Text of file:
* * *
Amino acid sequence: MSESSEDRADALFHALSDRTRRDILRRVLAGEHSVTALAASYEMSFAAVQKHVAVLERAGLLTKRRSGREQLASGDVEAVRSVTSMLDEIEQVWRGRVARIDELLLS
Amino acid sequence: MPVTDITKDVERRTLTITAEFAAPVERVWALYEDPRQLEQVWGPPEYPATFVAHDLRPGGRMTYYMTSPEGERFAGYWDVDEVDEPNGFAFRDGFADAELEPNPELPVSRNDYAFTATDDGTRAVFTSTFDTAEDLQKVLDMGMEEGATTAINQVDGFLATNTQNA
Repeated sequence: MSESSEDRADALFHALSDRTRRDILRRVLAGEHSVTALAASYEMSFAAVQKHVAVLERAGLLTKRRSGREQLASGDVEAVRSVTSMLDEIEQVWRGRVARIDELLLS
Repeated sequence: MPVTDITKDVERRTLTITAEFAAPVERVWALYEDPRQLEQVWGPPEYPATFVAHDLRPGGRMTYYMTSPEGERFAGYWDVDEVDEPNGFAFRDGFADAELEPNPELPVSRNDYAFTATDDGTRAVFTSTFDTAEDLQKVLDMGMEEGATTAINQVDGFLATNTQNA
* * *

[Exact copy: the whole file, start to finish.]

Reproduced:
Amino acid sequence: MSESSEDRADALFHALSDRTRRDILRRVLAGEHSVTALAASYEMSFAAVQKHVAVLERAGLLTKRRSGREQLASGDVEAVRSVTSMLDEIEQVWRGRVARIDELLLS
Amino acid sequence: MPVTDITKDVERRTLTITAEFAAPVERVWALYEDPRQLEQVWGPPEYPATFVAHDLRPGGRMTYYMTSPEGERFAGYWDVDEVDEPNGFAFRDGFADAELEPNPELPVSRNDYAFTATDDGTRAVFTSTFDTAEDLQKVLDMGMEEGATTAINQVDGFLATNTQNA
Repeated sequence: MSESSEDRADALFHALSDRTRRDILRRVLAGEHSVTALAASYEMSFAAVQKHVAVLERAGLLTKRRSGREQLASGDVEAVRSVTSMLDEIEQVWRGRVARIDELLLS
Repeated sequence: MPVTDITKDVERRTLTITAEFAAPVERVWALYEDPRQLEQVWGPPEYPATFVAHDLRPGGRMTYYMTSPEGERFAGYWDVDEVDEPNGFAFRDGFADAELEPNPELPVSRNDYAFTATDDGTRAVFTSTFDTAEDLQKVLDMGMEEGATTAINQVDGFLATNTQNA